Old Train Depot

Old Train Depot

To augment the welcoming ambiance provided by the architecture and the expats, there is also the availability of world-class medical care and international transportation options found in the capital, Managua, just a short drive north of Granada. Vivian Pellas Medical Center, a newly constructed facility and private hospital, offers exceptional health care services at extremely affordable costs; it’s possible to ensure medical coverage through a monthly payment option. International flights are readily available at the Augusto C. Sandino International Airport to whisk tourists and expats to the States, Canada or any onward destination. Tica Bus Line has daily routes to all the capital cities in Central America and Mexico, so low-cost modes of transport are available for shorter jaunts.street scene

So it’s hard to leave a city that we have come to appreciate and friends with whom we’ve had great conversations and with whom we could develop deeper bonds given more time.  But we both agree that it’s time for new experiences and locations; time to leave a city and a country that have imprinted themselves upon us and move south, leaving Granada in the rear view.

La Iglesia Xalteva

La Iglesia Xalteva

By Anita and Richard, May, 2014

Selva Negra: Nicaragua’s Black Forest

Our bungalowAfter a short drive from Matagalpa along windy roads and climbing to an elevation above 3,000 feet we arrived at the Selva Negra Mountain Resort in the late afternoon.  Almost immediately we felt that we had taken a step back into both another time and another country.  Picture a little bit of Germany set down in the highlands of northern Nicaragua.  Quaint Bavarian-style bungalows and chalets, each with a few rocking chairs in front, were scattered along the road or set near a pond that reflected the deep greens of the cloud forest that surrounded the little valley.  Although the mists had burned away earlier in the day the weather was noticeably cooler and damper and fresher when compared to the lower elevations of the country. The European style architecture and geese wandering around did little to ground us in Nicaragua; if a German milkmaid had come around the corner with a pail of sloshing milk we wouldn’t have been too surprised.Bavarian style chalet

So, how did this bit of transplanted Germany wind up here in Nicaragua?  Wikipedia says that, “In the 1850s, when gold was discovered in California, many American and European passengers made their way to California crossing the Isthmus of Central America through Nicaragua”.  Among those seeking their fortunes was a German couple, Ludwig Elster and Katharina Braun.   Evidently the northern highlands of Nicaragua reminded them of the region they were from and, travel-weary, they chose to remain in the area they later called Selva Negra, the Black Forest, rather than continue to San Francisco.  They planted the first coffee beans in the area and were joined later in their farming community by other Europeans and Americans.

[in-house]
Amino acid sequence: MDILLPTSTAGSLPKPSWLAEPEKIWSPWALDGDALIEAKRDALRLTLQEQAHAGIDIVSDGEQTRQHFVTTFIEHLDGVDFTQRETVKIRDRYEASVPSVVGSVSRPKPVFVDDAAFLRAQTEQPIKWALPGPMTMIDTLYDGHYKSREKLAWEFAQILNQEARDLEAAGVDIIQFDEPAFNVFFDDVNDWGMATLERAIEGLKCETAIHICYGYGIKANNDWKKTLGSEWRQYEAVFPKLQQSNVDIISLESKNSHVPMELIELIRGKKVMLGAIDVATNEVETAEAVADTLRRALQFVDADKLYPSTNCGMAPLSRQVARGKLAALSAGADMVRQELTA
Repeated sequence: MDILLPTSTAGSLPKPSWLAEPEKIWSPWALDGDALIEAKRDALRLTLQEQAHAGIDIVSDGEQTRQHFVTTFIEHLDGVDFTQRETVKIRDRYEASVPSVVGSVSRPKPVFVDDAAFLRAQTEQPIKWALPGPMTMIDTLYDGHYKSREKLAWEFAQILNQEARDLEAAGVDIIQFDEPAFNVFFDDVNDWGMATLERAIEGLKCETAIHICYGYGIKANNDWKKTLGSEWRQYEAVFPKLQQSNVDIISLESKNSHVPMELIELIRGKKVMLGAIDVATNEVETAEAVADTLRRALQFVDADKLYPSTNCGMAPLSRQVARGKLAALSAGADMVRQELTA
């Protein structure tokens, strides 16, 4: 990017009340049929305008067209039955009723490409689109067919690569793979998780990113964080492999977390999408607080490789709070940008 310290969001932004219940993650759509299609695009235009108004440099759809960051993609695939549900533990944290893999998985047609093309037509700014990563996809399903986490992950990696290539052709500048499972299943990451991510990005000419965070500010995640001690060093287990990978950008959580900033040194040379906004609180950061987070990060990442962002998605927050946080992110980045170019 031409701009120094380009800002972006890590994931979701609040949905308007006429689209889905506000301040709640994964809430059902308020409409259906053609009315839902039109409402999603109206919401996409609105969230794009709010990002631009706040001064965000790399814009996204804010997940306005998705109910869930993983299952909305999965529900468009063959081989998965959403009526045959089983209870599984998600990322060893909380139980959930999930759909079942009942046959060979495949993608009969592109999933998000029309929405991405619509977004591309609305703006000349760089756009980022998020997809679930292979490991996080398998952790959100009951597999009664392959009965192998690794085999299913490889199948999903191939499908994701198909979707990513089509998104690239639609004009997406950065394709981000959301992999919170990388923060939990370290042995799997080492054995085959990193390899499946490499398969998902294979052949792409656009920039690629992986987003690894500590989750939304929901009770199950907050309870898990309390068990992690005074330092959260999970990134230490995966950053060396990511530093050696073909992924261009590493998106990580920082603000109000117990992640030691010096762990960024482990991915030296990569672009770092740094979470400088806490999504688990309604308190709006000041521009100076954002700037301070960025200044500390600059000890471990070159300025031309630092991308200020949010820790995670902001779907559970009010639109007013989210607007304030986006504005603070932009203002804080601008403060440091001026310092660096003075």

Solar water heater

Solar water heater

The Ecolodge was built in 1976 by Eddy and Mausi Kuhl, descendants of the original settlers who are the current owners of the 400 acre property.  Daily tours of the historic coffee farm, observing some of the methods currently practiced for living green, horseback riding, hiking and bird and wildlife watching are a few of the things that can be done while visiting.  Of course there’s always just relaxing, rocking in a chair, reading or chatting with new friends.

Anita says, “I decided to go on a hike with a couple of friends to see the panoramic view from the mountain top. Jungle Hike After talking to the woman behind the counter about our plans and being assured that we were in for a real treat we set off with a map (which we lost halfway through the hike) and spent about three hours climbing steep, seemingly vertical trails, slipping and sliding around the paths.  When we finally arrived at the promised panoramic viewpoint the riotous overgrowth and foliage from the trees almost totally obscured the view.  And then we had to go D.O.W.N…         

Richard says, “I read a good book, napped and took pictures of the gardener dredging algae from the pond”.Algae removal

Obviously, some choices in how to spend one’s leisure time are better than others at Selva Negra.

By Anita and Richard, May, 2014

 

North To The Hill Country Of Nicaragua

Sebaco MarketWe branched off the Pan-American Highway at the Masaya exchange and headed north on Route 2, beginning a slow ascent through arid country seared from the long, hot, dry season. After an hour we made our first stop in Sebaco; the fruit and vegetable stalls beckoning us to pause and sample their offerings.Fruit and Veggies This was not a grand market in scale; no more than a dozen stands lined the west side of the highway. However, the vibrant colors, with fruits and vegetables carefully and artfully arranged in baskets, piles and stacks and hanging from posts overhead made a visual appeal. The vendors repeatedly sprinkled water from large barrels nearby over their goods which made the produce sparkle and glisten in the sunlight. We purchased a bag of mandarin oranges and, after settling in to our journey again, alternated between savoring sections of the aromatic fruit and gazing out the windows.Smiling woman Read more